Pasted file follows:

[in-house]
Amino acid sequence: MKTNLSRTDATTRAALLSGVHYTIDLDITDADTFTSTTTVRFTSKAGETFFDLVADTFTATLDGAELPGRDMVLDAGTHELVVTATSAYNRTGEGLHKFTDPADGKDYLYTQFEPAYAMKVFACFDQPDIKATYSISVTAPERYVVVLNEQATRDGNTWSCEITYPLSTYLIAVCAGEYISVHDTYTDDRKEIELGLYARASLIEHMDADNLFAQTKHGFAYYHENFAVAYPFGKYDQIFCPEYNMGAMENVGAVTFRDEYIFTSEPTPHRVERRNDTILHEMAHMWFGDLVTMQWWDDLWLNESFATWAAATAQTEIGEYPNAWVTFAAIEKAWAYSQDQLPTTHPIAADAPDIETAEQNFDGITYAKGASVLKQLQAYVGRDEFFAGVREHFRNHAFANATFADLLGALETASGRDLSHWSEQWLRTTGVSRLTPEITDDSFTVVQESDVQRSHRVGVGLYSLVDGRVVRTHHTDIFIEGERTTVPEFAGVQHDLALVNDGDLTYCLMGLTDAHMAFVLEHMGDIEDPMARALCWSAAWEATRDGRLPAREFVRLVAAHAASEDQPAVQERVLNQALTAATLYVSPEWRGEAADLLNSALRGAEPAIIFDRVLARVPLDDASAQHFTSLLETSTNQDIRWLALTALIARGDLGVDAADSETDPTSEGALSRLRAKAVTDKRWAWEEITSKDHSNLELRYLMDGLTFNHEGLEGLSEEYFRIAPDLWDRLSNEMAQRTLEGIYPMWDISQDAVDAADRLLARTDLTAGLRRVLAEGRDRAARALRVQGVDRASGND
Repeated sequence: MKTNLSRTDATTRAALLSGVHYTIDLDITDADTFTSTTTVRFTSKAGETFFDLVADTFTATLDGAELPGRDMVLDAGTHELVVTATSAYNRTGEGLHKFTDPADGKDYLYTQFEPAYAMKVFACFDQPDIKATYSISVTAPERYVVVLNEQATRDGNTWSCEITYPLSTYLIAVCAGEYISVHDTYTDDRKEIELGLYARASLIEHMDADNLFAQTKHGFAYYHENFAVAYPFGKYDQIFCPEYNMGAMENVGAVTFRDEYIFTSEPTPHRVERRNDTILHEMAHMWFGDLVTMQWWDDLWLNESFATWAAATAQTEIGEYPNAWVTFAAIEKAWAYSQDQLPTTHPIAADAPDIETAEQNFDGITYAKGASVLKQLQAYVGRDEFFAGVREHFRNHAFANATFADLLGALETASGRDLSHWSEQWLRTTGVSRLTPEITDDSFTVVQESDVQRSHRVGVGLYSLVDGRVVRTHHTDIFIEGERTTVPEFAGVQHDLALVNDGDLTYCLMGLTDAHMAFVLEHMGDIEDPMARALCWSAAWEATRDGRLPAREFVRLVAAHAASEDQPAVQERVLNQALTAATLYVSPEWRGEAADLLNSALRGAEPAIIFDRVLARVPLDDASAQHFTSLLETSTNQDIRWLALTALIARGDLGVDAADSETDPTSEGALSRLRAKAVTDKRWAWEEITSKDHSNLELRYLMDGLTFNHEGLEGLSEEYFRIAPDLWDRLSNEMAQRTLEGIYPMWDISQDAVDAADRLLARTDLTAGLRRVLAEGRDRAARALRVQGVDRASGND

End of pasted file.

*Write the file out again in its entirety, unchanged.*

[in-house]
Amino acid sequence: MKTNLSRTDATTRAALLSGVHYTIDLDITDADTFTSTTTVRFTSKAGETFFDLVADTFTATLDGAELPGRDMVLDAGTHELVVTATSAYNRTGEGLHKFTDPADGKDYLYTQFEPAYAMKVFACFDQPDIKATYSISVTAPERYVVVLNEQATRDGNTWSCEITYPLSTYLIAVCAGEYISVHDTYTDDRKEIELGLYARASLIEHMDADNLFAQTKHGFAYYHENFAVAYPFGKYDQIFCPEYNMGAMENVGAVTFRDEYIFTSEPTPHRVERRNDTILHEMAHMWFGDLVTMQWWDDLWLNESFATWAAATAQTEIGEYPNAWVTFAAIEKAWAYSQDQLPTTHPIAADAPDIETAEQNFDGITYAKGASVLKQLQAYVGRDEFFAGVREHFRNHAFANATFADLLGALETASGRDLSHWSEQWLRTTGVSRLTPEITDDSFTVVQESDVQRSHRVGVGLYSLVDGRVVRTHHTDIFIEGERTTVPEFAGVQHDLALVNDGDLTYCLMGLTDAHMAFVLEHMGDIEDPMARALCWSAAWEATRDGRLPAREFVRLVAAHAASEDQPAVQERVLNQALTAATLYVSPEWRGEAADLLNSALRGAEPAIIFDRVLARVPLDDASAQHFTSLLETSTNQDIRWLALTALIARGDLGVDAADSETDPTSEGALSRLRAKAVTDKRWAWEEITSKDHSNLELRYLMDGLTFNHEGLEGLSEEYFRIAPDLWDRLSNEMAQRTLEGIYPMWDISQDAVDAADRLLARTDLTAGLRRVLAEGRDRAARALRVQGVDRASGND
Repeated sequence: MKTNLSRTDATTRAALLSGVHYTIDLDITDADTFTSTTTVRFTSKAGETFFDLVADTFTATLDGAELPGRDMVLDAGTHELVVTATSAYNRTGEGLHKFTDPADGKDYLYTQFEPAYAMKVFACFDQPDIKATYSISVTAPERYVVVLNEQATRDGNTWSCEITYPLSTYLIAVCAGEYISVHDTYTDDRKEIELGLYARASLIEHMDADNLFAQTKHGFAYYHENFAVAYPFGKYDQIFCPEYNMGAMENVGAVTFRDEYIFTSEPTPHRVERRNDTILHEMAHMWFGDLVTMQWWDDLWLNESFATWAAATAQTEIGEYPNAWVTFAAIEKAWAYSQDQLPTTHPIAADAPDIETAEQNFDGITYAKGASVLKQLQAYVGRDEFFAGVREHFRNHAFANATFADLLGALETASGRDLSHWSEQWLRTTGVSRLTPEITDDSFTVVQESDVQRSHRVGVGLYSLVDGRVVRTHHTDIFIEGERTTVPEFAGVQHDLALVNDGDLTYCLMGLTDAHMAFVLEHMGDIEDPMARALCWSAAWEATRDGRLPAREFVRLVAAHAASEDQPAVQERVLNQALTAATLYVSPEWRGEAADLLNSALRGAEPAIIFDRVLARVPLDDASAQHFTSLLETSTNQDIRWLALTALIARGDLGVDAADSETDPTSEGALSRLRAKAVTDKRWAWEEITSKDHSNLELRYLMDGLTFNHEGLEGLSEEYFRIAPDLWDRLSNEMAQRTLEGIYPMWDISQDAVDAADRLLARTDLTAGLRRVLAEGRDRAARALRVQGVDRASGND